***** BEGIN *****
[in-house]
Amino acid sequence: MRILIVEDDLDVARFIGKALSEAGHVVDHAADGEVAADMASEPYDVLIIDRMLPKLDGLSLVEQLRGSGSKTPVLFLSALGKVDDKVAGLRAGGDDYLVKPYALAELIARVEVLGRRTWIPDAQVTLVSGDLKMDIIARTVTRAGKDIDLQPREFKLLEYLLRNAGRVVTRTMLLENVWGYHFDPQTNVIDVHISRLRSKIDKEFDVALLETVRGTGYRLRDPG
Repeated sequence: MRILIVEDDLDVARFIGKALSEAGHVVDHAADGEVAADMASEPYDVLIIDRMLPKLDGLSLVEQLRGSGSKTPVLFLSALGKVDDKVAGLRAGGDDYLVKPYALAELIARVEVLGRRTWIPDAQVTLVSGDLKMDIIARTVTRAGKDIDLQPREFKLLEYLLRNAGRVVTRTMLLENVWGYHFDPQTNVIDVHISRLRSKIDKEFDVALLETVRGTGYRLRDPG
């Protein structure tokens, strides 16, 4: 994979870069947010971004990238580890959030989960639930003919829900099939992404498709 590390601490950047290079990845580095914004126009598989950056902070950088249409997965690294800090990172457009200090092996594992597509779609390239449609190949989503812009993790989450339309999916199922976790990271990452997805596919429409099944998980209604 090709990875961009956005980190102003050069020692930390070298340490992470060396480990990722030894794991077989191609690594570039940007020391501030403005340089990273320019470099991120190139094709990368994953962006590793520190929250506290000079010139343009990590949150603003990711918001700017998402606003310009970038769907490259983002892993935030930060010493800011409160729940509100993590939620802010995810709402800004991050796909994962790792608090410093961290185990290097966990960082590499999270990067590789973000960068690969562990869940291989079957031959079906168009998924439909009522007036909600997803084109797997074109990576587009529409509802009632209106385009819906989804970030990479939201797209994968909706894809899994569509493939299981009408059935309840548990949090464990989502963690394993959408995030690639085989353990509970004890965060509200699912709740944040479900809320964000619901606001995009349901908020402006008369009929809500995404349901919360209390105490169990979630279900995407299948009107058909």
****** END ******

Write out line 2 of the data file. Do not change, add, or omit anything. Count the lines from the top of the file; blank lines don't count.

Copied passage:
Amino acid sequence: MRILIVEDDLDVARFIGKALSEAGHVVDHAADGEVAADMASEPYDVLIIDRMLPKLDGLSLVEQLRGSGSKTPVLFLSALGKVDDKVAGLRAGGDDYLVKPYALAELIARVEVLGRRTWIPDAQVTLVSGDLKMDIIARTVTRAGKDIDLQPREFKLLEYLLRNAGRVVTRTMLLENVWGYHFDPQTNVIDVHISRLRSKIDKEFDVALLETVRGTGYRLRDPG